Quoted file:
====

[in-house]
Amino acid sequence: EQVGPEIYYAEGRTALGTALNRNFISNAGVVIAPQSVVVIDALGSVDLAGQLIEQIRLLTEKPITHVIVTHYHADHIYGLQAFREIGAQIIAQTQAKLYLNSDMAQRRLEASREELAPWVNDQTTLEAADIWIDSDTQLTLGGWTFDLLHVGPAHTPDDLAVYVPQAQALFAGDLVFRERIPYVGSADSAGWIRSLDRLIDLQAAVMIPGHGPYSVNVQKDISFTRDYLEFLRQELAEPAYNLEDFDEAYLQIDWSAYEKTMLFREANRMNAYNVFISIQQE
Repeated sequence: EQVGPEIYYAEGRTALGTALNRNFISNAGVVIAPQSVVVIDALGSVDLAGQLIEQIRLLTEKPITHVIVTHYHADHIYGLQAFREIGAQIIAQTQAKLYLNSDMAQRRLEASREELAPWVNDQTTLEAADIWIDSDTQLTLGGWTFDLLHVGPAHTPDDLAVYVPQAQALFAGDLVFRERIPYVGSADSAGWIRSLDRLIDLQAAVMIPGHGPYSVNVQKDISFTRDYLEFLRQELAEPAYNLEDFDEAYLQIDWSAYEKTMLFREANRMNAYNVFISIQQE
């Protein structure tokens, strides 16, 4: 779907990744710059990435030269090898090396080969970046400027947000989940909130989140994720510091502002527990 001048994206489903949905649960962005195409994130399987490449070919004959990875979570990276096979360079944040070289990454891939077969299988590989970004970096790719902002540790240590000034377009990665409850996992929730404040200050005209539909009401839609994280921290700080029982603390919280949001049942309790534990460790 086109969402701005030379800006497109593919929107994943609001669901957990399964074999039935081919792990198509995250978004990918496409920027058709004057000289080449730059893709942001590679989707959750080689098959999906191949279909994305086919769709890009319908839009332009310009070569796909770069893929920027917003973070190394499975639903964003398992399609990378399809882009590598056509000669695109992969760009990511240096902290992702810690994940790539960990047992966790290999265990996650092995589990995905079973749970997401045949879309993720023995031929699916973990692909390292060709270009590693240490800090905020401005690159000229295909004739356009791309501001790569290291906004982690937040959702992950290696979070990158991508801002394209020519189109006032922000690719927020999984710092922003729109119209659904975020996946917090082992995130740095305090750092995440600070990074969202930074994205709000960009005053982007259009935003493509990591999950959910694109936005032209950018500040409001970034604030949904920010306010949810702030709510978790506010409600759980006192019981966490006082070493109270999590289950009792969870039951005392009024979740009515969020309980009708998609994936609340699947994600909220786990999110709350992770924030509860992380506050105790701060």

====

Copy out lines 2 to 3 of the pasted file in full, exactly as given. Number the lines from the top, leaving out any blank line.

Amino acid sequence: EQVGPEIYYAEGRTALGTALNRNFISNAGVVIAPQSVVVIDALGSVDLAGQLIEQIRLLTEKPITHVIVTHYHADHIYGLQAFREIGAQIIAQTQAKLYLNSDMAQRRLEASREELAPWVNDQTTLEAADIWIDSDTQLTLGGWTFDLLHVGPAHTPDDLAVYVPQAQALFAGDLVFRERIPYVGSADSAGWIRSLDRLIDLQAAVMIPGHGPYSVNVQKDISFTRDYLEFLRQELAEPAYNLEDFDEAYLQIDWSAYEKTMLFREANRMNAYNVFISIQQE
Repeated sequence: EQVGPEIYYAEGRTALGTALNRNFISNAGVVIAPQSVVVIDALGSVDLAGQLIEQIRLLTEKPITHVIVTHYHADHIYGLQAFREIGAQIIAQTQAKLYLNSDMAQRRLEASREELAPWVNDQTTLEAADIWIDSDTQLTLGGWTFDLLHVGPAHTPDDLAVYVPQAQALFAGDLVFRERIPYVGSADSAGWIRSLDRLIDLQAAVMIPGHGPYSVNVQKDISFTRDYLEFLRQELAEPAYNLEDFDEAYLQIDWSAYEKTMLFREANRMNAYNVFISIQQE